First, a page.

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decay,

Of his eternal empire, but the more
To magnify his works, the more we know,
And the great light of day yet wants to run
Much of his race though steep; suspense in Heaven,
Held by thy voice, thy potent voice, he hears, 100
And longer will delay to hear thee tell
His generation, and the rising birth
Of nature from the unapparent deep:

: Or if the star of evening and the moon Haste to thy audience, night with her will bring 105

Silence, 98. And the great light of day yet Till in the vault of Heav'n the stars

wants to run &c.] Our author has improv'd upon Homer, Odyff. And the sky reddens with the rising XI. 372. where Alcinous by the

day. Broome, lame sort of arguments endevors to persuade Ulysses to continue his Mr. Thyer is of opinion, that there narration ; only there it was night, is not a greater instance of our and here the scene is by day. author's exquisite skill in the art of

poetry, than this and the following NUE dinde para paxpu, aleo- lines. There is nothing more, reQarord's ww wpt

ally to be express'd, than Adam's 'Eufe ev lesy a pase ou de los telling Raphael his desire to hear λεγε θεσκελα εργα. .

the continuance of his relation, and Και κεν ες ηω διαν αναχοίμην

yet the poet by a series of strong and noble figures has work'd it up

into half a score of as fine lines as And lo! a length of night behind

any
in the whole poem.

Lord remains,

Shaftsbury has obferved, that MilThe evening stars still mount thton's beauties generally depend upon ethereal plains.

folid thought, strong reasoning, noThy tale with raptures I could hear ble paffion, and a continued thread thee tell,

of moral doctrin; but in this place Thy woes on Earth, the wondrous and mere force of poetry can do.

he has shown what an exalted fancy Scenes in Hell,

99. - fuf

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Silence, and sleep list’ning to thee will watch,
Or we can bid his absence, till thy fong
End, and dismiss thee ere the morning shine.

Thus Adam his illustrious guest befought:
And thus the Godlike Angel anfwer'd mild. 110
This also thy request with caution ask'd
Obtain: though to recount almighty works
What words or tongue of Seraph can suffice,
Or heart of man fuffice to comprehend ?
Yet what thou canst attain, which best may serve 115

To 99. fufpenfe in Heaven, Et mutata fuos requierunt flumina Held by thy voice, thy potent cursus.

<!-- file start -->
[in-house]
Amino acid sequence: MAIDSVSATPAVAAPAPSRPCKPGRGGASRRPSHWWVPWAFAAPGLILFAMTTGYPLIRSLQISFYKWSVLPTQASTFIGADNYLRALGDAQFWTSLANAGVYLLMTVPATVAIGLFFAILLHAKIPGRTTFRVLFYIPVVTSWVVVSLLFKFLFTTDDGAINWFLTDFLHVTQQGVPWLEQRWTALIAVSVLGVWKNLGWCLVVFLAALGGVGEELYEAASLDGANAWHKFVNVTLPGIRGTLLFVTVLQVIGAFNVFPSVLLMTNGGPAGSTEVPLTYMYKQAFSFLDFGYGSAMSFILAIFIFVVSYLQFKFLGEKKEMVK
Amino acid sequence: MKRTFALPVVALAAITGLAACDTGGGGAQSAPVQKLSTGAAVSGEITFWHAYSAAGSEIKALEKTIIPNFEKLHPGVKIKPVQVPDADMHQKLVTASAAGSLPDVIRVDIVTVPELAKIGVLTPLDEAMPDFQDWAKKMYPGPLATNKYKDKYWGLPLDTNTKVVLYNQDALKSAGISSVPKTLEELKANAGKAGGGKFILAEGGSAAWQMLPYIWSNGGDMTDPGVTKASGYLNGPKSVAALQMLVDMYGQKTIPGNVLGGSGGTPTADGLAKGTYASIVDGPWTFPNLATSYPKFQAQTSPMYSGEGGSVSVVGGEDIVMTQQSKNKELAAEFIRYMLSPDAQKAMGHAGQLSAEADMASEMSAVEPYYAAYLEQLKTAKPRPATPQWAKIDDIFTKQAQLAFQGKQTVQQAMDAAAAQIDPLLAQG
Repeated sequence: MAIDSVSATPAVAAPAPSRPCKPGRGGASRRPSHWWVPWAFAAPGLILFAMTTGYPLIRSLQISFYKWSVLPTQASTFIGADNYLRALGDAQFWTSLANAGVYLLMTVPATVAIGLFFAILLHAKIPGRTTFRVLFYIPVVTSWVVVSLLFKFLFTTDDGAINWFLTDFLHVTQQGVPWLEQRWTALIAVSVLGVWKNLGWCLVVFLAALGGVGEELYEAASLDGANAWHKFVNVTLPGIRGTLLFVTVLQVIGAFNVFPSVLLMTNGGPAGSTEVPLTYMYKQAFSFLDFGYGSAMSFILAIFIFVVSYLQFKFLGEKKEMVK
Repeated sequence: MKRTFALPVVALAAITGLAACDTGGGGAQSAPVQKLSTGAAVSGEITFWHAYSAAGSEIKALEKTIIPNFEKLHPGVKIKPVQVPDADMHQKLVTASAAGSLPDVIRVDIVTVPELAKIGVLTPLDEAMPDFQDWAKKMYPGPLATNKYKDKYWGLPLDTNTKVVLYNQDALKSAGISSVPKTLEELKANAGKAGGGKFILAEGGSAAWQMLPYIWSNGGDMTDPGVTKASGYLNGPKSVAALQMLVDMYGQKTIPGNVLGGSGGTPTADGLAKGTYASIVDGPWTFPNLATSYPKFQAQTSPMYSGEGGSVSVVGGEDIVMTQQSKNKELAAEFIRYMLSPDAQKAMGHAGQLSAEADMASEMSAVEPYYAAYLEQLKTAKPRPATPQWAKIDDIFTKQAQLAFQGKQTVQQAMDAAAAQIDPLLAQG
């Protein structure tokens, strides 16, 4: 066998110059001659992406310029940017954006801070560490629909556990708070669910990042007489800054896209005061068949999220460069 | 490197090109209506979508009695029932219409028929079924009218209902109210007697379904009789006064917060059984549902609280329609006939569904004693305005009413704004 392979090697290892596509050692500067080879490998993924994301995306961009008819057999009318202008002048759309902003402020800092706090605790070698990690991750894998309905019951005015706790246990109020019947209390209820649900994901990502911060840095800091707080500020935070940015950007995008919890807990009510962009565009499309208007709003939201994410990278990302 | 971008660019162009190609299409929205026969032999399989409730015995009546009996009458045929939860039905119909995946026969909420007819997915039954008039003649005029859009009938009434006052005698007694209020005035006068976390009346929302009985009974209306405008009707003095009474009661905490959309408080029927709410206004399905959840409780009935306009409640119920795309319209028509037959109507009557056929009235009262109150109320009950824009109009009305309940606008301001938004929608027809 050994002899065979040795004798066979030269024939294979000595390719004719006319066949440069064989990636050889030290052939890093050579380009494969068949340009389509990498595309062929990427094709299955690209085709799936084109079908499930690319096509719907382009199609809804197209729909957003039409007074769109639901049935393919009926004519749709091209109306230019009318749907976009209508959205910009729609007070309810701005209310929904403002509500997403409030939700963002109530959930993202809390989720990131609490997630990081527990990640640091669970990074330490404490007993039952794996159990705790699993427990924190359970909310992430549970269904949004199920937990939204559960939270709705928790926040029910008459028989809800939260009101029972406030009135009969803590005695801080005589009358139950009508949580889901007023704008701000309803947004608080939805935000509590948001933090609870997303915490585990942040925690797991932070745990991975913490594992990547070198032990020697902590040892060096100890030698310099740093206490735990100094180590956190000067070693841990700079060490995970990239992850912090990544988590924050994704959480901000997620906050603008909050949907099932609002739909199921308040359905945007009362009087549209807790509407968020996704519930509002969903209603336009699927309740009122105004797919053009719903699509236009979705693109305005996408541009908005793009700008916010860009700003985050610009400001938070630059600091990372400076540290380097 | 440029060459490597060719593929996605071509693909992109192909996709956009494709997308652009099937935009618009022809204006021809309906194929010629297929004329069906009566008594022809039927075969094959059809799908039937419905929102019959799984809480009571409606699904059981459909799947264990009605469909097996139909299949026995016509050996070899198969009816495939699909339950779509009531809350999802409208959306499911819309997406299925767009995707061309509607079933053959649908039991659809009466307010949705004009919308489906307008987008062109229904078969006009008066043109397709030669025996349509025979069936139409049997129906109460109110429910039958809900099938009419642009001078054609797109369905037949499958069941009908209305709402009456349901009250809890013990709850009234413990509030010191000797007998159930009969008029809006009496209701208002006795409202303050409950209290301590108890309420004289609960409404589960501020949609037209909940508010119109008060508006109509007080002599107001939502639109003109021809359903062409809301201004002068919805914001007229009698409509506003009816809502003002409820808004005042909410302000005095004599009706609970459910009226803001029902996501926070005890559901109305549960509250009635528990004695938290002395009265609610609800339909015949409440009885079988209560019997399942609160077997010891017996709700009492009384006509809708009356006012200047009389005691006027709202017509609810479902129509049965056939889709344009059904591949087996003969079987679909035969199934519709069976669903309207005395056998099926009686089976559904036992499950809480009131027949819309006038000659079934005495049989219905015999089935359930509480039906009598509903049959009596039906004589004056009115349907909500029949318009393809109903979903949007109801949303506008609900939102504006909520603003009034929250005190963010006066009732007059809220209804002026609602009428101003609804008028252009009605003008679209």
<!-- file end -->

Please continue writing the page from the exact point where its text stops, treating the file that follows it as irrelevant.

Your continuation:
voice, be hears). We have here alter'd the punctuation of the Nay, charms and verses can bring first editions, which was thus,

the moon down from Heaven, fufpense in Heaven

Carmina vel cælo possunt deducere Held by thy voice, thy potent voice lunam :

ver. 69. he hears,

and well therefore may Milton supfor after it is said he is held suspense pose the sun to delay, suspended in in Heaven by thy waice, to fay be bears Heaven, to hear the Angel tell his tby voice is poor and low indeed. generation, and especially fince we He malt

t for hear it before he can read that the sun did stand till at be held by it. We have therefore the voice of Jolhua. follow'd the punctuation of Dr. Pearce; and the sense seems plain,

103. — unapparent deep :] Where as he has pointed these verses, Held nothing was to be seen according to by iby patent voice, he hears suspense Gen. I. 2. Darkness was upon the is Heaven, that is he stops and face of the deep. Hume. hearkens, he itays and is attentive. The poets often feign the rivers to 110. And thus the Godlike Angel ftop their course, and other inani answer'd mild] The Anmate parts of nature to hear the gel's encouraging our first parents in songs of Orpheus and the like, Virg. a modeft pursuit after knowledge,

with the causes which he aligns for

the

Ecl. VIII. 4.

To glorify the Maker, and infer
Thee also happier, shall not be withheld
Thy hearing, such commission from above
I have receiv'd, to answer thy desire
Of knowledge within bounds; beyond abstain

120
To ask, nor let thine own inventions hope
Things not reveal’d, which th' invisible King,
Only omniscient, hath suppress’d in night,
To none communicable in Earth or Heaven:
Enough is left besides to search and know.

125 But knowledge is as food, and needs no less Her temp’rance over appetite, to know In measure what the mind may well contain

3 Oppresses else with surfeit, and soon turns